Yesterday, a leak confirmed that the Galaxy S11 series will be powered by Samsung's own Exynos 990 processor that it announced not long ago, together with the Snapdragon 865 that we are waiting to be unveiled by Qualcomm in the beginning of December, as has become a tradition.
Despite that the Exynos 990 is already official, not much is known about its actual production process and high-powered cores. When we did our comparison with the Apple A13 or the Snapdragon 855+, we were only guessing that it is made on the enhanced 7nm process and the next-gen M5 "Mongoose" cores will be used.
Well, those guesstimates were proven right by none other than Samsung, as the new Mongoose core commits were just detailed in the semiconductor Wiki, and the 7nm (7LPP) method has indeed been used. The LPP here stands for Low Power Plus, indicating that this is the second generation of the 7nm process that chipsets like the Apple A13 and the Snapdragon 855 have been built on. According to Samsung:
Bear in mind that the 20% performance or 50% power consumption gains are not compared to the previous, 8nm or even 10nm processes, but rather compared to that first-gen 7nm method that the latest A-series or Snapdragon 8-series are created with. Given that the Snapdragon 865 is said to be made by Samsung with the extreme ultraviolet (EUV) lithography that leads to the 7nm LPP process, we can expect both Galaxy S11 chipset models to be beasts.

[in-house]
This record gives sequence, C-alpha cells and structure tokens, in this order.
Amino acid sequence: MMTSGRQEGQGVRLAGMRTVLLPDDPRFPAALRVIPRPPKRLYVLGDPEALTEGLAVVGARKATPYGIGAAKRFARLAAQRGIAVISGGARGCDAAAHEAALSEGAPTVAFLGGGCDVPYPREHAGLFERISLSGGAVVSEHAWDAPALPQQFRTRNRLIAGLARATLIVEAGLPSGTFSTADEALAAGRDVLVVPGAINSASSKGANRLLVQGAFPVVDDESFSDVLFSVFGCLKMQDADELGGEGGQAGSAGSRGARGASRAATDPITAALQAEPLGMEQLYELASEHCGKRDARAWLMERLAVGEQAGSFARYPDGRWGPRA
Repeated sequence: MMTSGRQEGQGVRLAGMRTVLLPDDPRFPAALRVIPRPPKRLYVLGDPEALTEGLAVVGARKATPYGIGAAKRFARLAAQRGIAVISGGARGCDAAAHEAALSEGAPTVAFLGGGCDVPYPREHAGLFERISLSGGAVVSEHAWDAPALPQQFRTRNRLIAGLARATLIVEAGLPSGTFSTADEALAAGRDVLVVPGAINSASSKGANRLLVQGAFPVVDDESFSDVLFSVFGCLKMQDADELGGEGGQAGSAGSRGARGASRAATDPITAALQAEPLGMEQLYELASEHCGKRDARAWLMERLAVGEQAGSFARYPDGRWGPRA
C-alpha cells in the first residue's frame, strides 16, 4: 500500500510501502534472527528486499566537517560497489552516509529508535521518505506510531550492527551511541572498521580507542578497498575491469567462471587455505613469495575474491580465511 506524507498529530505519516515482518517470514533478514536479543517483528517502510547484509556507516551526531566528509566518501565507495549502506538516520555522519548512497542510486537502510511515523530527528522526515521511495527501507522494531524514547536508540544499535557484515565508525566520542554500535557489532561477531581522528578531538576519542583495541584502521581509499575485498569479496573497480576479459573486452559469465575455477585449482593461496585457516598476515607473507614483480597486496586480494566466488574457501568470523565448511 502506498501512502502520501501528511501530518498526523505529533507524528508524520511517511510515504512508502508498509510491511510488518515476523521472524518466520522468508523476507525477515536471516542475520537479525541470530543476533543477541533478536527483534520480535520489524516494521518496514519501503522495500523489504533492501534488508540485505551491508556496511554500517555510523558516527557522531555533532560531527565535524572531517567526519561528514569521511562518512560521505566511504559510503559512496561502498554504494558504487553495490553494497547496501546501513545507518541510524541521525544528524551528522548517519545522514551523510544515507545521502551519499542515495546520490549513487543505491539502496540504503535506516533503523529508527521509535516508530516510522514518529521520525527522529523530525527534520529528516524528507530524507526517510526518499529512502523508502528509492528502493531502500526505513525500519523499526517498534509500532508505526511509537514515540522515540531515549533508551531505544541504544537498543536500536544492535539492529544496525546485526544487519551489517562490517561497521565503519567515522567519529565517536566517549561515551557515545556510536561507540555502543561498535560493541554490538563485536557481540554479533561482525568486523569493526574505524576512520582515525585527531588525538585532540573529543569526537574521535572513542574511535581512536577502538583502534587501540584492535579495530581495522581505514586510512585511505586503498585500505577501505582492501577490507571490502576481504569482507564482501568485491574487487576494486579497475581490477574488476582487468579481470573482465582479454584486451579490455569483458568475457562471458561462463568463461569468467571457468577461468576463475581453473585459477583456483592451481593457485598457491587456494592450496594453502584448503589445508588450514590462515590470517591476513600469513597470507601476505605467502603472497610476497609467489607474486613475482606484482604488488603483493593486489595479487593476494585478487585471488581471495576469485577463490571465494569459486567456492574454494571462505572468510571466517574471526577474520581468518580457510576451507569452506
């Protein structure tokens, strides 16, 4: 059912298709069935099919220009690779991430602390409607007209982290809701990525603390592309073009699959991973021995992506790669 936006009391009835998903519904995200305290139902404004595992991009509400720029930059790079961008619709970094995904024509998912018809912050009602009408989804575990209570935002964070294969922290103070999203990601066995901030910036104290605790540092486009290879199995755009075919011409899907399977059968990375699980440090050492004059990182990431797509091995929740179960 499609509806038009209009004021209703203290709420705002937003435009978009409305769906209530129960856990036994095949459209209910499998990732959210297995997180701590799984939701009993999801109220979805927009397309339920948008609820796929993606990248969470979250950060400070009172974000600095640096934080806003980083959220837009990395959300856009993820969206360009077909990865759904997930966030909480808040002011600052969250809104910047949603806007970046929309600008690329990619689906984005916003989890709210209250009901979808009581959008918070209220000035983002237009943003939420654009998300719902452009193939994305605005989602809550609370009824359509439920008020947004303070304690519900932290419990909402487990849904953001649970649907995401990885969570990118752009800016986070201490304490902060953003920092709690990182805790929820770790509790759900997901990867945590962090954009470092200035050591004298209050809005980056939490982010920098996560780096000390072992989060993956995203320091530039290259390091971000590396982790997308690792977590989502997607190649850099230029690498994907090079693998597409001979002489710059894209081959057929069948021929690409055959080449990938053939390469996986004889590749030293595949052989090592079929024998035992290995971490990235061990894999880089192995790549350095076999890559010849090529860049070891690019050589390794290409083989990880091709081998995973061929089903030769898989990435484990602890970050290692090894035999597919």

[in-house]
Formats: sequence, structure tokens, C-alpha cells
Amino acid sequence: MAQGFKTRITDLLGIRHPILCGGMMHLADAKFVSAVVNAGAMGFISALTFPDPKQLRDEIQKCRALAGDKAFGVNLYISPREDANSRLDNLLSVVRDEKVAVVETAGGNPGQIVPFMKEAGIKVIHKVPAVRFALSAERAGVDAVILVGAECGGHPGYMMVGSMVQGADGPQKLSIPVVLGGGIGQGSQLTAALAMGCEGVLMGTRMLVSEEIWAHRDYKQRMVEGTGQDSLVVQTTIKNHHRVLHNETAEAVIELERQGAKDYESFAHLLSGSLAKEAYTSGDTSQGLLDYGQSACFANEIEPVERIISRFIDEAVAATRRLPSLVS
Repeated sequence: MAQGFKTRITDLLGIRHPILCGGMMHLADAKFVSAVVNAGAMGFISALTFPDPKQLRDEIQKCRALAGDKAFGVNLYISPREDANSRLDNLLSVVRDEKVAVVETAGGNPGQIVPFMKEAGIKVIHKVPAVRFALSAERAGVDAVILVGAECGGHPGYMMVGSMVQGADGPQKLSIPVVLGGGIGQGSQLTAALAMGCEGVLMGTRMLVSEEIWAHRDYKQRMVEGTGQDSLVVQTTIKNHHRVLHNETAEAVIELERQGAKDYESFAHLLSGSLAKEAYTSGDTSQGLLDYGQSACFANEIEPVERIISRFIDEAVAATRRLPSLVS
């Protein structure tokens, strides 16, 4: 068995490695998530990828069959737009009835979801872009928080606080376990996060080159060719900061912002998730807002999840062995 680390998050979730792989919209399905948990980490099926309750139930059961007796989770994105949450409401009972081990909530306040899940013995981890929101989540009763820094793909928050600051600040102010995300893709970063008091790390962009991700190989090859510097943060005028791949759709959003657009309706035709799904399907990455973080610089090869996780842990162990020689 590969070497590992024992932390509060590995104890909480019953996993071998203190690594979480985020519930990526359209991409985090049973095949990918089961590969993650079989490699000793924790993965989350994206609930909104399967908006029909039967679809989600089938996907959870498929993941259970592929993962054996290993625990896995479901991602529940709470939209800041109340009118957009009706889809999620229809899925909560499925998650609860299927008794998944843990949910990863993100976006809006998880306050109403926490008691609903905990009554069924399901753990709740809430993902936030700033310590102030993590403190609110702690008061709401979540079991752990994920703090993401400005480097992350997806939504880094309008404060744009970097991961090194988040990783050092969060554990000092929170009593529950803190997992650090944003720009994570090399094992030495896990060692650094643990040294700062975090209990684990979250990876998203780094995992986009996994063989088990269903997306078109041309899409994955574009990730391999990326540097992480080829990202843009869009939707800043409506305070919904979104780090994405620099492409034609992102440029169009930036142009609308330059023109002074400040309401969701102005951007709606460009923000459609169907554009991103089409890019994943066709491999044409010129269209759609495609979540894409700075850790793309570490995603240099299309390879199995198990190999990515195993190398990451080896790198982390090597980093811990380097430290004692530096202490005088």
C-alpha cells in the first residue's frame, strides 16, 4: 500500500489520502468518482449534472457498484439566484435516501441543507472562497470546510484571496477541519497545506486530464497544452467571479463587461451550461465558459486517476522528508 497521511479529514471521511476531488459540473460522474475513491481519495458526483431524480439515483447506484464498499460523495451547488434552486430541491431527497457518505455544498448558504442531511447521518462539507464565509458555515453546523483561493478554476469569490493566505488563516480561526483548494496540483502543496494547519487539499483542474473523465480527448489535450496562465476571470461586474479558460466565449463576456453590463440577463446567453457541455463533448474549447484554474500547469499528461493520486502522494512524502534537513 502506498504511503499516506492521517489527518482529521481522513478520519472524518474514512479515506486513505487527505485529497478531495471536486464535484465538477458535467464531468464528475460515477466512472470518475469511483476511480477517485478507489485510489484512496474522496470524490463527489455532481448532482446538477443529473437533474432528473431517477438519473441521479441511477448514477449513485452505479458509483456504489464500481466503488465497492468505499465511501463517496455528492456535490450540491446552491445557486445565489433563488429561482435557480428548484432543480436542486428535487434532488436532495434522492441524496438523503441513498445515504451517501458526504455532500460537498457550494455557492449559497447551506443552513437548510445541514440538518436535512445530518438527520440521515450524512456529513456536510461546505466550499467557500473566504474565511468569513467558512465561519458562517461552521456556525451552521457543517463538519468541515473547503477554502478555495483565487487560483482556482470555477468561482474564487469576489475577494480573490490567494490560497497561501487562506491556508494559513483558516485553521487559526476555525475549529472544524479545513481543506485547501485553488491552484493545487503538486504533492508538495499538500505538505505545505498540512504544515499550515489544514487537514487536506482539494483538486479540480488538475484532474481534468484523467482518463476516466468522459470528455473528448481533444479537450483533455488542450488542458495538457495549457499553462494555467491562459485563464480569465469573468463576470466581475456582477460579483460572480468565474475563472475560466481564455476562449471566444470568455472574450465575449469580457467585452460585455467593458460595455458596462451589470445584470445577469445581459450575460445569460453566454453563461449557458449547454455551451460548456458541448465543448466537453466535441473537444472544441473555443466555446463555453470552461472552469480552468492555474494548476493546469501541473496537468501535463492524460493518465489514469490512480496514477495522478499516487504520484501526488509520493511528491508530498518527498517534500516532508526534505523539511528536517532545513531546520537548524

Moving on to the Mongoose cores, they are actually classified as a "medium" improvement over M4, which is a fairly significant step in processor core parlance. The main difference in comparison with the M4 in the Note 10 stems from the decreasing the misprediction penalty with a whole cycle, and the 25% bump in instruction queues.
What does that all mean? A faster, more efficient, and better suited for machine learning processor will be in store for the Galaxy S11 series. Too bad that Samsung is shuttering its Exynos research center in Austin, so M5 might be the last custom core design it issues, turning the S11 into an instant legend. Too bad Qualcomm didn't name their custom core architecture Cobra now, isn't it?